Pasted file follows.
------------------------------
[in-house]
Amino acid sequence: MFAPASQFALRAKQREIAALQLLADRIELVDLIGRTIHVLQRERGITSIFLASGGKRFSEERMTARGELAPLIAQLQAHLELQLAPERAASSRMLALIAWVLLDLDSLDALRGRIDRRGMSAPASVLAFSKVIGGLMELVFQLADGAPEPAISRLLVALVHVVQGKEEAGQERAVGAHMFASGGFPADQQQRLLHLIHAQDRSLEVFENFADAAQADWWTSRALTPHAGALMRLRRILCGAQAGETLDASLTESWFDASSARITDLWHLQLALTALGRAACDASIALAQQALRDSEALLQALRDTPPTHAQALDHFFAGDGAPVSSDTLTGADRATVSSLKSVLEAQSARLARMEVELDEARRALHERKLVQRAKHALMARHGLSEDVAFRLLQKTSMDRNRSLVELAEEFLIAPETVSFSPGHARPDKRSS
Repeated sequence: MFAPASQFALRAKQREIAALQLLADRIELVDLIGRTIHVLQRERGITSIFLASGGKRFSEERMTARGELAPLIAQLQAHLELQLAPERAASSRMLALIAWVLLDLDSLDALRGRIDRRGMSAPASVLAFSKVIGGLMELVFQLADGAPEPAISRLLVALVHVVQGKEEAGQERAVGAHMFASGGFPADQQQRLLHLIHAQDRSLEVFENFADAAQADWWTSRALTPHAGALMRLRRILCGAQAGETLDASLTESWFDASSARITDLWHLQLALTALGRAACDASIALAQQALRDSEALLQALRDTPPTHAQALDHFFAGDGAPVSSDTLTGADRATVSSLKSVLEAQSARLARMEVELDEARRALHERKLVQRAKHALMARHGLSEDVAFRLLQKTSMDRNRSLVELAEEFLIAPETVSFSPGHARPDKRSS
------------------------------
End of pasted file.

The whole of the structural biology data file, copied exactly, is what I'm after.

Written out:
[in-house]
Amino acid sequence: MFAPASQFALRAKQREIAALQLLADRIELVDLIGRTIHVLQRERGITSIFLASGGKRFSEERMTARGELAPLIAQLQAHLELQLAPERAASSRMLALIAWVLLDLDSLDALRGRIDRRGMSAPASVLAFSKVIGGLMELVFQLADGAPEPAISRLLVALVHVVQGKEEAGQERAVGAHMFASGGFPADQQQRLLHLIHAQDRSLEVFENFADAAQADWWTSRALTPHAGALMRLRRILCGAQAGETLDASLTESWFDASSARITDLWHLQLALTALGRAACDASIALAQQALRDSEALLQALRDTPPTHAQALDHFFAGDGAPVSSDTLTGADRATVSSLKSVLEAQSARLARMEVELDEARRALHERKLVQRAKHALMARHGLSEDVAFRLLQKTSMDRNRSLVELAEEFLIAPETVSFSPGHARPDKRSS
Repeated sequence: MFAPASQFALRAKQREIAALQLLADRIELVDLIGRTIHVLQRERGITSIFLASGGKRFSEERMTARGELAPLIAQLQAHLELQLAPERAASSRMLALIAWVLLDLDSLDALRGRIDRRGMSAPASVLAFSKVIGGLMELVFQLADGAPEPAISRLLVALVHVVQGKEEAGQERAVGAHMFASGGFPADQQQRLLHLIHAQDRSLEVFENFADAAQADWWTSRALTPHAGALMRLRRILCGAQAGETLDASLTESWFDASSARITDLWHLQLALTALGRAACDASIALAQQALRDSEALLQALRDTPPTHAQALDHFFAGDGAPVSSDTLTGADRATVSSLKSVLEAQSARLARMEVELDEARRALHERKLVQRAKHALMARHGLSEDVAFRLLQKTSMDRNRSLVELAEEFLIAPETVSFSPGHARPDKRSS